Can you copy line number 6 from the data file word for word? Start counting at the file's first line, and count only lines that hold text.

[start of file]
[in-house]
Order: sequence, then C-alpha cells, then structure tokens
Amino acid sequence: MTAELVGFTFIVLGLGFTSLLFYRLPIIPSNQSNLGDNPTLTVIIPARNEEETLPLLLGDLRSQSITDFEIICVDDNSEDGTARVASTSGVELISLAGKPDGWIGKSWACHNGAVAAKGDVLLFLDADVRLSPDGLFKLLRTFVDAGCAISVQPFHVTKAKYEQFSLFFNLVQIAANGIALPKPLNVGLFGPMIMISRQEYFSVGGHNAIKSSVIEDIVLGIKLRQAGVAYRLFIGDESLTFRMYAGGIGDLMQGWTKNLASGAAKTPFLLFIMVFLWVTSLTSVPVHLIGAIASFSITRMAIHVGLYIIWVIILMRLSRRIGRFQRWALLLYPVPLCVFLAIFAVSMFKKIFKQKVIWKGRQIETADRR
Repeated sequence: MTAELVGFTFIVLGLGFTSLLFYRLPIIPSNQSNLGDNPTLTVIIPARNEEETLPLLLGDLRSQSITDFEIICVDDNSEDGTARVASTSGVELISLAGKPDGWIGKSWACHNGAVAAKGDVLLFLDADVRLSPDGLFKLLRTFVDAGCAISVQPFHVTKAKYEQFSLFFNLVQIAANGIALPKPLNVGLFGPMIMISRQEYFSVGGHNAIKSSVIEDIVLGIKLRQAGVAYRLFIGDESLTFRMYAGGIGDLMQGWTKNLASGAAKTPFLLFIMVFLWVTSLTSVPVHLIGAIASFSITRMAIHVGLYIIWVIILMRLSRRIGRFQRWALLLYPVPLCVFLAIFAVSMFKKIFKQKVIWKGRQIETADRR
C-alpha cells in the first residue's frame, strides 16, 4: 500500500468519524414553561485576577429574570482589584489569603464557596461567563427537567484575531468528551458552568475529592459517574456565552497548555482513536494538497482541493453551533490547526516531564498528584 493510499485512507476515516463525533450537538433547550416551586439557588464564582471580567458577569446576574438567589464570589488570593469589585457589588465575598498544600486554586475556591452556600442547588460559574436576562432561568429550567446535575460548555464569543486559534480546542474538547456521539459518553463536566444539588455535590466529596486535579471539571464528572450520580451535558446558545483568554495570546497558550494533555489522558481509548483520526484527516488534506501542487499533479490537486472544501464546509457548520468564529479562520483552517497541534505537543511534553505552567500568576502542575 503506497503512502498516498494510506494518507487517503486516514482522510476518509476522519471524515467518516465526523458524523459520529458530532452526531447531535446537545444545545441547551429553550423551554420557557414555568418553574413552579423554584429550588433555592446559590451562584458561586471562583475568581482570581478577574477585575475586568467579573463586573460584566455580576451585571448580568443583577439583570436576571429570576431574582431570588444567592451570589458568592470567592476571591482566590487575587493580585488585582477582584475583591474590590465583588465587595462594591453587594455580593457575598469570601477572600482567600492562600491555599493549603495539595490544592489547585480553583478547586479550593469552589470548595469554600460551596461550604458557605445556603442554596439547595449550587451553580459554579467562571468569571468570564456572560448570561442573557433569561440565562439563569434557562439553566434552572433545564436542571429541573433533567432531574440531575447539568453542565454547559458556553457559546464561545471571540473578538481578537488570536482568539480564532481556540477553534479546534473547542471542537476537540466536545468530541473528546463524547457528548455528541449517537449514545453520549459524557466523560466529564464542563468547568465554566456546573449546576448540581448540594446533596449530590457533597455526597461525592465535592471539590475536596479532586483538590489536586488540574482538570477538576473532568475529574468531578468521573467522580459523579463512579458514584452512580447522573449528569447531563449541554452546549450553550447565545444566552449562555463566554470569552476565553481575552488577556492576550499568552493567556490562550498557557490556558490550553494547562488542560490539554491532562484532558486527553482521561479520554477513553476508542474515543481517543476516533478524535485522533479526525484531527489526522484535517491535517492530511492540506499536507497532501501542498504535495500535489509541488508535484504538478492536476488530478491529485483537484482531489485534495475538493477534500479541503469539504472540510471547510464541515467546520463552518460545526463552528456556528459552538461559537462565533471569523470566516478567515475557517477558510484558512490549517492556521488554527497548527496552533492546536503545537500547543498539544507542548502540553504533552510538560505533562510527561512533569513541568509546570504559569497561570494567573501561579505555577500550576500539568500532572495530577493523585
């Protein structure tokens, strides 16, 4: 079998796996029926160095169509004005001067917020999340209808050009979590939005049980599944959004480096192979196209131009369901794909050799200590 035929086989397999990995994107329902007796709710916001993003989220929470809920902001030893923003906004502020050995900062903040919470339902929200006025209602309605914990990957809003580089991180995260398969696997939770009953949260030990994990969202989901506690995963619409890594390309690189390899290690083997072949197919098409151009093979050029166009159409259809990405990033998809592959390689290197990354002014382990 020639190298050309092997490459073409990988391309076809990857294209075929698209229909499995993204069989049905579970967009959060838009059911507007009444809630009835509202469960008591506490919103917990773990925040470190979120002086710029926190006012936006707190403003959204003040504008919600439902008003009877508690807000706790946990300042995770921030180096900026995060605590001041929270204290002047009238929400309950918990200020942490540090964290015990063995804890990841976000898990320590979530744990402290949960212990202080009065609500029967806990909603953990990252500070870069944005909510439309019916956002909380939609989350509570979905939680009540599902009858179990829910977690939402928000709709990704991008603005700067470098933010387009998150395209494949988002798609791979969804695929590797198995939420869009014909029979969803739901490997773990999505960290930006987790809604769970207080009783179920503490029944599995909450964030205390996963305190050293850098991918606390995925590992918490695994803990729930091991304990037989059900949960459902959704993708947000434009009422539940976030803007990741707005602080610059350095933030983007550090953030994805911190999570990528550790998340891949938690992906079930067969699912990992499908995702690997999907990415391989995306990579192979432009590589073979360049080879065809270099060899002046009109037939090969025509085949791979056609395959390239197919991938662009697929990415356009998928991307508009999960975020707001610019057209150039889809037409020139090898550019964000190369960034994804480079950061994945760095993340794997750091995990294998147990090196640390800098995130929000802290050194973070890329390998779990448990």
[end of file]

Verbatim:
């Protein structure tokens, strides 16, 4: 079998796996029926160095169509004005001067917020999340209808050009979590939005049980599944959004480096192979196209131009369901794909050799200590 035929086989397999990995994107329902007796709710916001993003989220929470809920902001030893923003906004502020050995900062903040919470339902929200006025209602309605914990990957809003580089991180995260398969696997939770009953949260030990994990969202989901506690995963619409890594390309690189390899290690083997072949197919098409151009093979050029166009159409259809990405990033998809592959390689290197990354002014382990 020639190298050309092997490459073409990988391309076809990857294209075929698209229909499995993204069989049905579970967009959060838009059911507007009444809630009835509202469960008591506490919103917990773990925040470190979120002086710029926190006012936006707190403003959204003040504008919600439902008003009877508690807000706790946990300042995770921030180096900026995060605590001041929270204290002047009238929400309950918990200020942490540090964290015990063995804890990841976000898990320590979530744990402290949960212990202080009065609500029967806990909603953990990252500070870069944005909510439309019916956002909380939609989350509570979905939680009540599902009858179990829910977690939402928000709709990704991008603005700067470098933010387009998150395209494949988002798609791979969804695929590797198995939420869009014909029979969803739901490997773990999505960290930006987790809604769970207080009783179920503490029944599995909450964030205390996963305190050293850098991918606390995925590992918490695994803990729930091991304990037989059900949960459902959704993708947000434009009422539940976030803007990741707005602080610059350095933030983007550090953030994805911190999570990528550790998340891949938690992906079930067969699912990992499908995702690997999907990415391989995306990579192979432009590589073979360049080879065809270099060899002046009109037939090969025509085949791979056609395959390239197919991938662009697929990415356009998928991307508009999960975020707001610019057209150039889809037409020139090898550019964000190369960034994804480079950061994945760095993340794997750091995990294998147990090196640390800098995130929000802290050194973070890329390998779990448990």